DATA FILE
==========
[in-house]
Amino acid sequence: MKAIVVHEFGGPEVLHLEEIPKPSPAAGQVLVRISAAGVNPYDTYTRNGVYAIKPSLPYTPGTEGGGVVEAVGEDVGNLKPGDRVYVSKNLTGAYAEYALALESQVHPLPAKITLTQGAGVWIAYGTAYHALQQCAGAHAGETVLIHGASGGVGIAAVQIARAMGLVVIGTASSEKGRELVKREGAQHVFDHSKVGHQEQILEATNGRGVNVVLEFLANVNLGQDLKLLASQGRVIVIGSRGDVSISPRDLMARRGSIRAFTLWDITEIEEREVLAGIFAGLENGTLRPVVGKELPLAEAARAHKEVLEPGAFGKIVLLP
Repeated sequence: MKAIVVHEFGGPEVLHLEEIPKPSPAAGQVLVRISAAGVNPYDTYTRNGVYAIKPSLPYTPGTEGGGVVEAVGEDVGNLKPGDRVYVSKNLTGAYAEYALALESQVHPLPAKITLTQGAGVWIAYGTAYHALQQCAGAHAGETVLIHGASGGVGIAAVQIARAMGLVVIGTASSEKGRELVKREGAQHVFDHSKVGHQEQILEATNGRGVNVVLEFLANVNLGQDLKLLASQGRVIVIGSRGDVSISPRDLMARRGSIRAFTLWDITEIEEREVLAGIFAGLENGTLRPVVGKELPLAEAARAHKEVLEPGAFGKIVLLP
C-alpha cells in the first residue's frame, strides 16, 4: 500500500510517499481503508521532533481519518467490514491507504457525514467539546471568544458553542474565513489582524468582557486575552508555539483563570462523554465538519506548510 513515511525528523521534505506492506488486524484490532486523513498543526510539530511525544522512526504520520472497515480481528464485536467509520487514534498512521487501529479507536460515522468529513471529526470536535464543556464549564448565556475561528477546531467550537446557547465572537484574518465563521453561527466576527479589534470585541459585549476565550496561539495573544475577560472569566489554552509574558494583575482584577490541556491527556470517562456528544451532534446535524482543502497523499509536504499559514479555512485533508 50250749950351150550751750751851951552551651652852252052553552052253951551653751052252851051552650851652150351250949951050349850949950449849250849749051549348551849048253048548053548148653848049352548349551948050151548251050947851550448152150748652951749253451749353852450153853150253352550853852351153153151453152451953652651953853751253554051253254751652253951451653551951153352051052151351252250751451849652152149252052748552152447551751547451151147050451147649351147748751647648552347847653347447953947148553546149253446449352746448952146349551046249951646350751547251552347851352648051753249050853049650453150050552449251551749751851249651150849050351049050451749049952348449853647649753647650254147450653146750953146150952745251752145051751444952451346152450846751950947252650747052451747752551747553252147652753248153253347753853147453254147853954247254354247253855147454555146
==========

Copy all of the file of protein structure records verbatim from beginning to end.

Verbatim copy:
[in-house]
Amino acid sequence: MKAIVVHEFGGPEVLHLEEIPKPSPAAGQVLVRISAAGVNPYDTYTRNGVYAIKPSLPYTPGTEGGGVVEAVGEDVGNLKPGDRVYVSKNLTGAYAEYALALESQVHPLPAKITLTQGAGVWIAYGTAYHALQQCAGAHAGETVLIHGASGGVGIAAVQIARAMGLVVIGTASSEKGRELVKREGAQHVFDHSKVGHQEQILEATNGRGVNVVLEFLANVNLGQDLKLLASQGRVIVIGSRGDVSISPRDLMARRGSIRAFTLWDITEIEEREVLAGIFAGLENGTLRPVVGKELPLAEAARAHKEVLEPGAFGKIVLLP
Repeated sequence: MKAIVVHEFGGPEVLHLEEIPKPSPAAGQVLVRISAAGVNPYDTYTRNGVYAIKPSLPYTPGTEGGGVVEAVGEDVGNLKPGDRVYVSKNLTGAYAEYALALESQVHPLPAKITLTQGAGVWIAYGTAYHALQQCAGAHAGETVLIHGASGGVGIAAVQIARAMGLVVIGTASSEKGRELVKREGAQHVFDHSKVGHQEQILEATNGRGVNVVLEFLANVNLGQDLKLLASQGRVIVIGSRGDVSISPRDLMARRGSIRAFTLWDITEIEEREVLAGIFAGLENGTLRPVVGKELPLAEAARAHKEVLEPGAFGKIVLLP
C-alpha cells in the first residue's frame, strides 16, 4: 500500500510517499481503508521532533481519518467490514491507504457525514467539546471568544458553542474565513489582524468582557486575552508555539483563570462523554465538519506548510 513515511525528523521534505506492506488486524484490532486523513498543526510539530511525544522512526504520520472497515480481528464485536467509520487514534498512521487501529479507536460515522468529513471529526470536535464543556464549564448565556475561528477546531467550537446557547465572537484574518465563521453561527466576527479589534470585541459585549476565550496561539495573544475577560472569566489554552509574558494583575482584577490541556491527556470517562456528544451532534446535524482543502497523499509536504499559514479555512485533508 50250749950351150550751750751851951552551651652852252052553552052253951551653751052252851051552650851652150351250949951050349850949950449849250849749051549348551849048253048548053548148653848049352548349551948050151548251050947851550448152150748652951749253451749353852450153853150253352550853852351153153151453152451953652651953853751253554051253254751652253951451653551951153352051052151351252250751451849652152149252052748552152447551751547451151147050451147649351147748751647648552347847653347447953947148553546149253446449352746448952146349551046249951646350751547251552347851352648051753249050853049650453150050552449251551749751851249651150849050351049050451749049952348449853647649753647650254147450653146750953146150952745251752145051751444952451346152450846751950947252650747052451747752551747553252147652753248153253347753853147453254147853954247254354247253855147454555146